The music world is still mourning the death of Avicii, and with two autopsies revealing nothing suspicious about the 28-year-old DJ’s death, many questions remain about how he died at such a young age. Avicii (born Tim Bergling), was found dead in a hotel room at the Muscat Hills Resort in Oman on Friday while on vacation, with officials ruling out foul play in the Grammy winner’s death.
So how did he die? At press time it’s unclear, but Avicii was very open about his health issues, in particular his fight with pancreatitis, which forced a number of concert and tour cancellations and trips to the ER. Beginning in January 2012, when he was hospitalized in New York with acute pancreatitis tied to his heavy alcohol intake to surgery in March 2014 to remove his gallbladder and pancreas, the “Levels” star was laid low by multiple health issues related to the long, flat gland that is tucked behind the stomach in the upper abdomen.
What is pancreatitis and what are the related health issues tied to the the condition? According to the Mayo Clinic, the condition is an inflammation of the gland that produces enzymes that help digestion and hormones that regulate the way your body processes sugar. The condition can be acute — in which the inflammation appears suddenly and lasts for days — or chronic, which occurs over many years, with mild cases fading away without treatment and severe ones with life-threatening complications.
“When there is damage to the pancreas from any cause, there is spillage of these enzymes in the pancreas and into the fat surrounding it,” Dr. Rahul Pannala, director of the pancreas clinic at the Mayo Clinic in Arizona tells Billboard. Pannala, who did not treat Avicii and was speaking about pancreatitis in general terms, says that the most common causes are related to alcohol abuse and gallstones.
As was reportedly the case with Avicii, physicians removed his gall bladder and pancreas in 2014, likely due to recurring gallstones and pancreatitis. “We tend to remove the gall balder to reduce the risk of it happening again,” Pannala says. “With young people, who are more likely to binge on alcohol, it can be very traumatic to the pancreas, which sets off pancreatitis, manifesting in severe abdominal pain, causing damage to the surrounding fat and adjacent structures.”
Among the symptoms of pancreatitis are: upper abdominal pain, abdominal pain that radiates to the back or feels worse after eating, fever, rapid pulse, nausea, vomiting, tenderness in the abdomen. Pannala says the condition occurs when digestive enzymes become activated while still in the pancreas, irritating the cells of the pancreas and causing inflammation. He likened pancreatitis to something like a heart attack, which the majority of sufferers can recover from if they take care of the underlying factors. Repeated bouts, however, can lead to chronic pancreatitis, causing scar tissue to form in the gland and a loss of functioning; a poorly functioning pancreas can lead to digestion problems and diabetes.
Avicii retired from touring 2016 after playing more than 800 shows around the globe, citing anxiety and exhaustion. In a 2013 interview with Time magazine, he admitted that for a time he was “drinking way too much [and] partying in general way too much.” He said that his first bout of pancreatitis at 21 forced him to do a “180 and stop drinking.” That same year in an interview with GQ, he described his discomfort with sudden fame and the pressures of traveling the world and living out of a suitcase. “There’s free alcohol everywhere — it’s sort of weird if you don’t drink,” he said, adding that he imbibed at first because he didn’t expect his fame to last.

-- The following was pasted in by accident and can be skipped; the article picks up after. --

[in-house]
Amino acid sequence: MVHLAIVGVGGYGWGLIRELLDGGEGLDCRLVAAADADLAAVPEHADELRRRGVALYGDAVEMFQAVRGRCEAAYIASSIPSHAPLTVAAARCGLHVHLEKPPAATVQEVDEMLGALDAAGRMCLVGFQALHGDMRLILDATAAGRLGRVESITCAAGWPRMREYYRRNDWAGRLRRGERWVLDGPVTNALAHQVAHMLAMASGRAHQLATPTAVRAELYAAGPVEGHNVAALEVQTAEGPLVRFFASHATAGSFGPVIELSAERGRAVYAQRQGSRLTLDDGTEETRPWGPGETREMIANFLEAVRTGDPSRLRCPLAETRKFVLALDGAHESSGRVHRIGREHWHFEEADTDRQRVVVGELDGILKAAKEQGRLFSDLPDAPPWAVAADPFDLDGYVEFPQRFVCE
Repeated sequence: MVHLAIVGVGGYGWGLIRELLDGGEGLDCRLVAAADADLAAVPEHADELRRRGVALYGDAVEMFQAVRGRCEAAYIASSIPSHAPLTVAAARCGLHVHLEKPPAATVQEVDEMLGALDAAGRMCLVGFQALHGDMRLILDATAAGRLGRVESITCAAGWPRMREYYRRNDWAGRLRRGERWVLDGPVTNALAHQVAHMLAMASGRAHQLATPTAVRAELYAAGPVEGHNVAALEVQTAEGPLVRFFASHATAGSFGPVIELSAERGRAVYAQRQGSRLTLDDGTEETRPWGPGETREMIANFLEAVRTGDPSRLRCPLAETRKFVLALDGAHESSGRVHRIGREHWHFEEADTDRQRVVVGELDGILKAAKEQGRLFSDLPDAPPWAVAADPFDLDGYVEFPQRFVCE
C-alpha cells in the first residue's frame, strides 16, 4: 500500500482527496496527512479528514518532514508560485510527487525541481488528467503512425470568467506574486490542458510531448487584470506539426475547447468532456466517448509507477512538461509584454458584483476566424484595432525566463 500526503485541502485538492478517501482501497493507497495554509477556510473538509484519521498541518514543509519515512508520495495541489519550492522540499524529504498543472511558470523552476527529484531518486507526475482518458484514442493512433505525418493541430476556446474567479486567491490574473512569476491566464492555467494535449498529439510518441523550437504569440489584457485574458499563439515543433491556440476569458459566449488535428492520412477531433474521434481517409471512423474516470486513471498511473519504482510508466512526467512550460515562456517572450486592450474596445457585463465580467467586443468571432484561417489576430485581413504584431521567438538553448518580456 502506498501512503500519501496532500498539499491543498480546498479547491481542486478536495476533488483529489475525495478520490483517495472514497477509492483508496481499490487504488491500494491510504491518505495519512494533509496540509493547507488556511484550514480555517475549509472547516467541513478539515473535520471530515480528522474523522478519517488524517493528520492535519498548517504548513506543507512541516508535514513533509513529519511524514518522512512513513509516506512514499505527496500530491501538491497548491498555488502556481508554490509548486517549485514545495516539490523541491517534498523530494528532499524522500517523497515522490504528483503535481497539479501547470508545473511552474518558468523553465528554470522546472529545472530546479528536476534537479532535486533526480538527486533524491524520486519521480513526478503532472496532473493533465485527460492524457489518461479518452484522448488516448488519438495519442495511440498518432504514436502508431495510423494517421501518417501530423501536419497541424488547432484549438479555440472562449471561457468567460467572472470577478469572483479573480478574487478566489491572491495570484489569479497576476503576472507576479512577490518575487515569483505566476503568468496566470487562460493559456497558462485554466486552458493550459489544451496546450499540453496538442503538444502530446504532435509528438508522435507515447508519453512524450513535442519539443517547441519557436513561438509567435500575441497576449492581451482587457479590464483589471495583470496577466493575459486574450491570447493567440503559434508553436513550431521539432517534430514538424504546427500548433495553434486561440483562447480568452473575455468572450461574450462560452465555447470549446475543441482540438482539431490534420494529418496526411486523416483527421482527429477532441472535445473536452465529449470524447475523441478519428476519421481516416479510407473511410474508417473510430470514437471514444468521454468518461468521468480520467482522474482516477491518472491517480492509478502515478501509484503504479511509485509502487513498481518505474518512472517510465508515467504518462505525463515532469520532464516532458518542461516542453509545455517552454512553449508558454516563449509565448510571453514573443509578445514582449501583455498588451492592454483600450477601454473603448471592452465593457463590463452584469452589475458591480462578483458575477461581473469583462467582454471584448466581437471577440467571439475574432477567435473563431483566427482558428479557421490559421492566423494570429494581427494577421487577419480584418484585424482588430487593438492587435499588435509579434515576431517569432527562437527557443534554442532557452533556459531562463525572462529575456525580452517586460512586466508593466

But it did and he developed an addiction that turned into champagne at night, Bloody Marys in the morning and wine on the plane, day after day. “I was so nervous,” he told the magazine. “I just got into a habit, because you rely on that encouragement and self-confidence you get from alcohol, and then you get dependent on it.”
Pannala says there is no definitive age profile, but pancreatitis is more common in men, and when alcohol-related it tends to strike patients in their 20s-40s, making it one of the most common causes of hospitalization in the U.S. for gastric diseases, with costs for care rising into the billions of dollars annually. “Acute pancreatitis leads to irreversible scarring of the pancreas, and once that happens it stays with you can can lead to significant problems like severe pain and diabetes, typically after many decades of heavy drinking or in the presence of a genetic factor,” he says. For younger patients, damage to the pancreas can be caused from extended periods of excessive drinking or consuming large amounts of alcohol in short periods of time, as well as early exposure to alcohol in the late teens and early 20s, when the pancreas is more susceptible to lasting damage.
After his March 2014 surgery, Avicii, still suffering form health issues, was forced to cancel all his scheduled performances — including a headlining slot at TomorrowWorld and Las Vegas residencies at XS and Encore Beach Club — then postponing all this appearances for the year in September of 2015. By March 2016 Avicii announced his retirement from the road, performing his final show on Aug. 28, 2016 at the Ushuaïa Ibiza Beach Hotel.